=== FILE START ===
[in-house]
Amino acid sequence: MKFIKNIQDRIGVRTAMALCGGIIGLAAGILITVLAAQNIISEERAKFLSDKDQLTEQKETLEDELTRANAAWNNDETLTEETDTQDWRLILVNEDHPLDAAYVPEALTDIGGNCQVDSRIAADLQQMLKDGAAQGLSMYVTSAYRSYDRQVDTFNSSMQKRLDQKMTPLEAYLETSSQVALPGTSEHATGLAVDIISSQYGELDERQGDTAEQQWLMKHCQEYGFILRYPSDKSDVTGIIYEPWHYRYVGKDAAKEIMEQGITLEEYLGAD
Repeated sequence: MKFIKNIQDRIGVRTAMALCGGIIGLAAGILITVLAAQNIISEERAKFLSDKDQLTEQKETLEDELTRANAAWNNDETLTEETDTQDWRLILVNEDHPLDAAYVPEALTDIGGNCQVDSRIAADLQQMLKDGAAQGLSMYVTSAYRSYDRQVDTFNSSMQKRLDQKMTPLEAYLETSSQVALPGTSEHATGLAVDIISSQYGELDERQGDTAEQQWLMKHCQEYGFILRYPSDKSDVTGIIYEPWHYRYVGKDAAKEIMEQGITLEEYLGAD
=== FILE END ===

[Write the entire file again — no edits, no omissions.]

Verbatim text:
[in-house]
Amino acid sequence: MKFIKNIQDRIGVRTAMALCGGIIGLAAGILITVLAAQNIISEERAKFLSDKDQLTEQKETLEDELTRANAAWNNDETLTEETDTQDWRLILVNEDHPLDAAYVPEALTDIGGNCQVDSRIAADLQQMLKDGAAQGLSMYVTSAYRSYDRQVDTFNSSMQKRLDQKMTPLEAYLETSSQVALPGTSEHATGLAVDIISSQYGELDERQGDTAEQQWLMKHCQEYGFILRYPSDKSDVTGIIYEPWHYRYVGKDAAKEIMEQGITLEEYLGAD
Repeated sequence: MKFIKNIQDRIGVRTAMALCGGIIGLAAGILITVLAAQNIISEERAKFLSDKDQLTEQKETLEDELTRANAAWNNDETLTEETDTQDWRLILVNEDHPLDAAYVPEALTDIGGNCQVDSRIAADLQQMLKDGAAQGLSMYVTSAYRSYDRQVDTFNSSMQKRLDQKMTPLEAYLETSSQVALPGTSEHATGLAVDIISSQYGELDERQGDTAEQQWLMKHCQEYGFILRYPSDKSDVTGIIYEPWHYRYVGKDAAKEIMEQGITLEEYLGAD